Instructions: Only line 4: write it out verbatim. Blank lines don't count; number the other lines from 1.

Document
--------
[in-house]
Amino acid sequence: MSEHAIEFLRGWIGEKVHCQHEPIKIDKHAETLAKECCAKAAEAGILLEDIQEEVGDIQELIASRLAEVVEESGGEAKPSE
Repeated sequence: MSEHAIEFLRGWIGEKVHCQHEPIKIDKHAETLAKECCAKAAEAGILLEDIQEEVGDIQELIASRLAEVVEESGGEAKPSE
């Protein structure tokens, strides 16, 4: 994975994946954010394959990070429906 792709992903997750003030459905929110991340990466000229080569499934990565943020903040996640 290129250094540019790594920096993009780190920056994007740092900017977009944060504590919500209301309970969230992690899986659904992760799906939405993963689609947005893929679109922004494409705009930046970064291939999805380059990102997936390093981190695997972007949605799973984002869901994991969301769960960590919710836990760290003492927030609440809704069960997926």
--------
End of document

């Protein structure tokens, strides 16, 4: 994975994946954010394959990070429906 792709992903997750003030459905929110991340990466000229080569499934990565943020903040996640 290129250094540019790594920096993009780190920056994007740092900017977009944060504590919500209301309970969230992690899986659904992760799906939405993963689609947005893929679109922004494409705009930046970064291939999805380059990102997936390093981190695997972007949605799973984002869901994991969301769960960590919710836990760290003492927030609440809704069960997926």